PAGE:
Manuel Pellegrini’s winless stretch continues as West Ham kindly allowed Arsenal to come from behind to beat the Hammers, ensuring Unai Emery his first three Premier League points. That said, Pellegrini’s side performance was not so bad as the final score (3-1) would suggest. So, here are some thoughts we learned from this trip at Emirates.
It was a game of counter-attacks. West Ham were dominated in terms of ball control (63% to 37% for Emery’s side) but they still have been able to produce some decent counter-attacking plays. From here, the Hammers built some scoring opportunities.
Unfortunately, West Ham wasn’t able to capitalise on these situations. They could and should have built something out from them, after Marko Arnautovic’s opener. That’s especially true when it comes to Jack Wilshere. The 26-year old midfielder produced a promising effort through the middle of the field and he was largely involved in some of the most dangerous West Ham’s counters.
The Hammers exposed Arsenal’s high defensive line which already showed to struggle against pace in this start of the season. Pellegrini’s decision to line up Carlos Sánchez with him, benefited Wilshere as the ex-Arsenal footballer was allowed more freedom to push higher up the field.
One of West Ham’s summer additions, Wilshere struggled during the first two Premier League games due to the fact he was paired together with Mark Noble, another player not well-known for his defensive attitude.
Against Liverpool and at the London Stadium versus Bournemouth, Pellegrini’s decision to pair both these midfielders in a 4-4-2 formation didn’t pay with Noble and Wilshere that have been outplayed. The Declan Rice experiment lasted just one half in the opener against the Reds.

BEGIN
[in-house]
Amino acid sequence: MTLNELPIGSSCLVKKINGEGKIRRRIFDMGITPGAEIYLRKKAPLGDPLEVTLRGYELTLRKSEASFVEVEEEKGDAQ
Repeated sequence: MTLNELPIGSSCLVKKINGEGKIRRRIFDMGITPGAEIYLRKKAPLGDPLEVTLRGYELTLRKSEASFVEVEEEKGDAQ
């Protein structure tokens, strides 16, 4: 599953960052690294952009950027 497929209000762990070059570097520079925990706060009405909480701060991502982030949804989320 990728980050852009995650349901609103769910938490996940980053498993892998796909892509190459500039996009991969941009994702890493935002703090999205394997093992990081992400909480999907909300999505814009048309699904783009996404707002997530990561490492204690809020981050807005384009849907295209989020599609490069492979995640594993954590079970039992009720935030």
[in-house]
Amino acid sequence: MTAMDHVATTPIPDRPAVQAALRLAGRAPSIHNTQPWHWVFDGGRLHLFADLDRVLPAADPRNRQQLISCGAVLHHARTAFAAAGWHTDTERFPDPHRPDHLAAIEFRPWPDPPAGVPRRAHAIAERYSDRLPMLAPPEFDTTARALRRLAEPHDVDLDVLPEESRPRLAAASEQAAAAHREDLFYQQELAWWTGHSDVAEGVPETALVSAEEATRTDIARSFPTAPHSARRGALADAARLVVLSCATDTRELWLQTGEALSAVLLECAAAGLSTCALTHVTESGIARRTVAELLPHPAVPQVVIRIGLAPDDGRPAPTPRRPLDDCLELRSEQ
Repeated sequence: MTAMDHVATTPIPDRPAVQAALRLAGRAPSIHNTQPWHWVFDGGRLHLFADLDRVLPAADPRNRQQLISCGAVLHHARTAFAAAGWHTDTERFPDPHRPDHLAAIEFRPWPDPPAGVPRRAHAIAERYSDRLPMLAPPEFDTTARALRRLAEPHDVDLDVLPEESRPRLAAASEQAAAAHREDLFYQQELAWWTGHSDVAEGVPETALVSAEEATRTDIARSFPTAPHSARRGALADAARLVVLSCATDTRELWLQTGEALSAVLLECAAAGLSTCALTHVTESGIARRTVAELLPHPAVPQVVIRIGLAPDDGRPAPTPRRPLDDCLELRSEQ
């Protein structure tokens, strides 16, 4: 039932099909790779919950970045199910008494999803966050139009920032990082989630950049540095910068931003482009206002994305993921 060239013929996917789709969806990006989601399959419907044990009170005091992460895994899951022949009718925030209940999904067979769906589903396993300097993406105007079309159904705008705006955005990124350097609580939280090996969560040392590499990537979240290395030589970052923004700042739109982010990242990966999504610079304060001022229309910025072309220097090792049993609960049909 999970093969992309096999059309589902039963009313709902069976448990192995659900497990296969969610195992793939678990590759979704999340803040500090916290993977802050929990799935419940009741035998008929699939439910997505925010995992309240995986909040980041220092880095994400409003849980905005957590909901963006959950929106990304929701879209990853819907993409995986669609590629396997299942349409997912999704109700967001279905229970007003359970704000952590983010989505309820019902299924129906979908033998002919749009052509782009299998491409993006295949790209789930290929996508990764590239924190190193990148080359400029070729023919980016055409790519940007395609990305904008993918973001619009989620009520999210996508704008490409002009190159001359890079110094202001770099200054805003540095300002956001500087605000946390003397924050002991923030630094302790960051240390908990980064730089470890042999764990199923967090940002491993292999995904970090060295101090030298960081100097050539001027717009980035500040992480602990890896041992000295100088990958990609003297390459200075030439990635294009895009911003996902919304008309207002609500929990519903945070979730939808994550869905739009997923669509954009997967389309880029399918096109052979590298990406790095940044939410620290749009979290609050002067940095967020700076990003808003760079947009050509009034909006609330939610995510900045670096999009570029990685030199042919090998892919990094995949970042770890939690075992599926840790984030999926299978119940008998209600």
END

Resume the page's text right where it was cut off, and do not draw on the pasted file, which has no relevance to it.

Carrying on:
A former no.10 then moved back into a deeper midfield position, Wilshere still remains a technically gifted player with decent field vision and a good ball control and dribbling that make him able to keep the ball in the often tight spaces through the half-spaces.
Pellegrini’s recent statement that Wilshere’s future lies in a deep-lying playmaker spot could be right or wrong. But now, West Ham look to need Wilshere playing in a more advanced role.
And Wilshere’s advanced position is a good point to start from in order to introduce our second thoughts from the Emirates game.
Pellegrini’s starting selection
Pellegrini has opted for a 4-4-2/4-4-1-1 formation that looked more logical and balanced than the lineups he picked in the first two Premier League games.
With Noble unfit, the Chilean manager inserted Sánchez in the middle of the field, as aforementioned. The Colombian midfielder provided some stability over there, allowing West Ham’s offensive players to run forward.
But the new things weren’t limited to the insertion of former Fiorentina’s player. In fact, Pellegrini moved Felipe Anderson up top in an attacking midfielder role just behind Marko Arnautovic. This decision paid off. In fact, even if the Brazilian was a bit frantic in terms of passing (just 66% accurate passes), he hit 3/4 long balls and delivered three key passes.
With Felipe Anderson free to roam all around the final third, West Ham was more dangerous both with the ball at their feet and in counter, with the Brazilian acting with Arnautovic as starting point on the breaks.